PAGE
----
According to a new survey from Pew Research Center, teens are cutting back on mobile phone and social media usage. Parents, not so much. The study finds that those between 13 and 17 are consciously trying to reduce their screen time.
The survey captured attitudes of both teens and parents in March and April of this year. The survey population was 743 American teens and just over 1,000 adults. Some of the parent responses were interesting, but I’ll mostly focus on the teen responses. (There was also a second parent survey.)
How Teens and Parents Navigate Screen Time and Device Distractions
54% of U.S. teens say they spend too much time on their cellphones, and two-thirds of parents express concern over their teen's screen time. But parents face their own challenges of device-related distraction
Amid roiling debates about the impact of screen time on teenagers, roughly half of those ages 13 to 17 are themselves worried they spend too much time on their cellphones. Some 52% of U.S. teens report taking steps to cut back on their mobile phone use, and similar shares have tried to limit their use of social media (57%) or video games (58%), a new Pew Research Center survey finds.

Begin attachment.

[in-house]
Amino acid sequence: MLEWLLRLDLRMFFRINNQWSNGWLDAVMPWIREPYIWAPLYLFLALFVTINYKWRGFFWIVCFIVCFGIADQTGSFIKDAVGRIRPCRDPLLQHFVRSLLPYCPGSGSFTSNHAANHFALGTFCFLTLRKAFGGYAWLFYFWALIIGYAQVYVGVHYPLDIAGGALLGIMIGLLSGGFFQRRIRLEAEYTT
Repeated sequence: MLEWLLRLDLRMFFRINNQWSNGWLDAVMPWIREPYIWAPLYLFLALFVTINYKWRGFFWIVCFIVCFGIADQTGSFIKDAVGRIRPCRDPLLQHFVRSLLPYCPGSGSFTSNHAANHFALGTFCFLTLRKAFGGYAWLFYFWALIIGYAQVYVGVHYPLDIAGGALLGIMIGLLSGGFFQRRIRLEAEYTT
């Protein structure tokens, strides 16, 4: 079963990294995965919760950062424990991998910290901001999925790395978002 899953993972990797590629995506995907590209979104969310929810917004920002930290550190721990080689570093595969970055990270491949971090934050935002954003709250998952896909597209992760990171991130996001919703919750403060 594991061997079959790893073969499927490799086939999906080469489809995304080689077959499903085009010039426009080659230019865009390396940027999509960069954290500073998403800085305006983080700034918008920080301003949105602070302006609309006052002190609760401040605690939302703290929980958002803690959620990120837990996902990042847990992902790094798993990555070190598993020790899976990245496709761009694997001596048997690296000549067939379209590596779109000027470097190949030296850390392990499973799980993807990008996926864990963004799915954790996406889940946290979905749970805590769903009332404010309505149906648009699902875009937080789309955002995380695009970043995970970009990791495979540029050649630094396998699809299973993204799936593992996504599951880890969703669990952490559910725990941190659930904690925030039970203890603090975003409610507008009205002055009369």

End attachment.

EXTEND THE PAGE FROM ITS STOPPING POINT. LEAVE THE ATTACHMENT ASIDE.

Teens’ sometimes hyperconnected relationship with their devices is also evident in other findings from the Center. Fully 72% of teens say they often or sometimes check for messages or notifications as soon as they wake up, while roughly four-in-ten say they feel anxious when they do not have their cellphone with them. Overall, 56% of teens associate the absence of their cellphone with at least one of these three emotions: loneliness, being upset or feeling anxious. Additionally, girls are more likely than boys to feel anxious or lonely without their cellphone.
Parents, too, are anxious about the effects of screen time on their children, a separate survey shows. Roughly two-thirds of parents say they are concerned about their teen spending too much time in front of screens, and 57% report setting screen time restrictions for their teen in one way or another.